“Hey there, excuse me.” On his way out, he asked the waitress. “Do you know of a fresh produce market nearby?”
“Yes!” Green yelled, victorious, a little too loud in his ear. His voice synced with the waitress nodding. “I know I can convert you. You will see the benefit of the Earthling way!”
Ruso cleared his throat. He did not grin. He knew the area like the back of his hand.
Ruso would never become a stealth guy, not in a million years. His approach to disposing of the target was straight forward. He first takes out the waiter on a smoke break. He could not disguise as him—the uniform was too small—so he took the key card. He climbed through the outer wall of the hot spring resort, walked across to the other end of the private property, and entered the building through the roof access door.
The guards were simple. Their footsteps sounded like thunders, thanks to his great hearing. So they were easy to avoid. Since getting Green as his handler, Ruso no longer had to worry about the surveillance cameras. The human took care of them on his end.
Once inside, he took an elevator to the ground floor. The halls were empty, except for expensive vases and revolutionary-styled paintings.
He noticed the Ranork family emblem. Instantly recognizable, too. He did not comment on it. He was always silent during missions.
He strode toward the outdoor spring. This pool of pinkish water was a rare luxury in the entire Ishtri system. Someone like Tezux Ranork who dealt in shady businesses could surely afford it. Ruso knew him well.
Revenge was right under his nose, so Ruso admitted he might have gone overboard. Shot all the guards and then seven bullets into Ranork’s head. By the end, there wasn’t much left to shoot at.
“Woah,” Green spoke in the comm, for the first time since Ruso entered the resort. “Let’s not meet in real life. Now get the hell out of there.”
Later that night, near the morning, Ruso ate his apple pie at a different dinner. It tasted different, though he could not tell which was more authentic.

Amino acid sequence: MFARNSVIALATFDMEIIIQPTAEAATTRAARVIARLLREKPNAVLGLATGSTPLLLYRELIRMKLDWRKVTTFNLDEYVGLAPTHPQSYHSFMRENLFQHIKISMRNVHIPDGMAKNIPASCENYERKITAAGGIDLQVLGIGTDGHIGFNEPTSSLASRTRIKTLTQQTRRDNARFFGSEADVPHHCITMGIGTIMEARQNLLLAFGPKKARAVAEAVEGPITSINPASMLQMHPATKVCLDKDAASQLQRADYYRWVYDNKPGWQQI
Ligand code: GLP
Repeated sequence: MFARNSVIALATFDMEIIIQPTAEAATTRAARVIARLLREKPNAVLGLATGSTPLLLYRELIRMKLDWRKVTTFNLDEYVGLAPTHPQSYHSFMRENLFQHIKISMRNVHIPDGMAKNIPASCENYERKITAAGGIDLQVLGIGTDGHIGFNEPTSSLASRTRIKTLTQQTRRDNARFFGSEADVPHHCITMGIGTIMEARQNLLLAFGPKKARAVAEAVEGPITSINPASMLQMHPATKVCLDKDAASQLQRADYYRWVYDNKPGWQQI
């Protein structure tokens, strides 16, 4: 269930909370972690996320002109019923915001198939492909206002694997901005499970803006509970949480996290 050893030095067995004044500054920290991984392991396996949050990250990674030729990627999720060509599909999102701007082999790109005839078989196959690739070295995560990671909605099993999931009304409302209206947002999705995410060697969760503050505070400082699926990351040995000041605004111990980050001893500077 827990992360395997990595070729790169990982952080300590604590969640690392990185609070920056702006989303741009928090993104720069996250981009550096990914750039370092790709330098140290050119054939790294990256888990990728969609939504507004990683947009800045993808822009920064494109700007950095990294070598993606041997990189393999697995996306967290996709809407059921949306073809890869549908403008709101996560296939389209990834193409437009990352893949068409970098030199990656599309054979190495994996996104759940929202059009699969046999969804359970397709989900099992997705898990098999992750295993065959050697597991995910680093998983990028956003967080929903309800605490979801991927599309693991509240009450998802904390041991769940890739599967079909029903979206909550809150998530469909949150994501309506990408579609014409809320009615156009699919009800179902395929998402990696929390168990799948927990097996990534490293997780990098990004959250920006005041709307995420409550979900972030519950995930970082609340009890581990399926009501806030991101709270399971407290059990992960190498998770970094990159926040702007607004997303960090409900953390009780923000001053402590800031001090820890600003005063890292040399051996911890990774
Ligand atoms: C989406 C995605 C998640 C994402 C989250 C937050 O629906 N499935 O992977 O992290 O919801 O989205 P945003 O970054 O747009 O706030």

Green ranted away in the earpiece.
“…not that it wasn’t a mission accomplished. I’m glad Target’s done, and all, but—it’s supposed to look like an accidental drowning!” Green paused to catch a breath. “Now look at all the paperwork I have to do. How am I gonna explain now? Target shot all his guards while naked in the pool and then accidentally drowned?”
“Those gills-men drowning? You are bad at jokes,” Ruso grunted. “I’m sure you can make it work.”
“Fine, fine.” The keyboard cluttered away on Green’s end. “Ugh, my boss is gonna kill me.”
“You sent me to kill my former handler. Anything you want to clue me in?”
“My employer wants him dead. I’m just the middleman…” Green hushed his voice. “A middleman who can pick which asset does the job, and I thought…you might appreciate this.”
Appreciate killing the man who stabbed him in the back? Ruso certainly did.
“Thank you,” Ruso said. He had been considered saying this all night. It seemed like the perfect opportunity. “There is something I need to ask you, face to face.
“What? Why? This channel is totally secure, you can ask anything here.”
“If you say so,” Ruso paused briefly. “Who am I working for? Who is your employer?”
“Look,” Green exhaled noisily. “I’m just the intern here. It’s a giant organization. One beyond the imagination of either of us. We are cogs, so let’s do what cogs do best.”
“Work, get paid, and shut up about it?”
“Exactly,” Green said. “Simple.”
So it was. Ruso was a simple man. The first time he was betrayed by his handler was also his last.
This one is not so bad.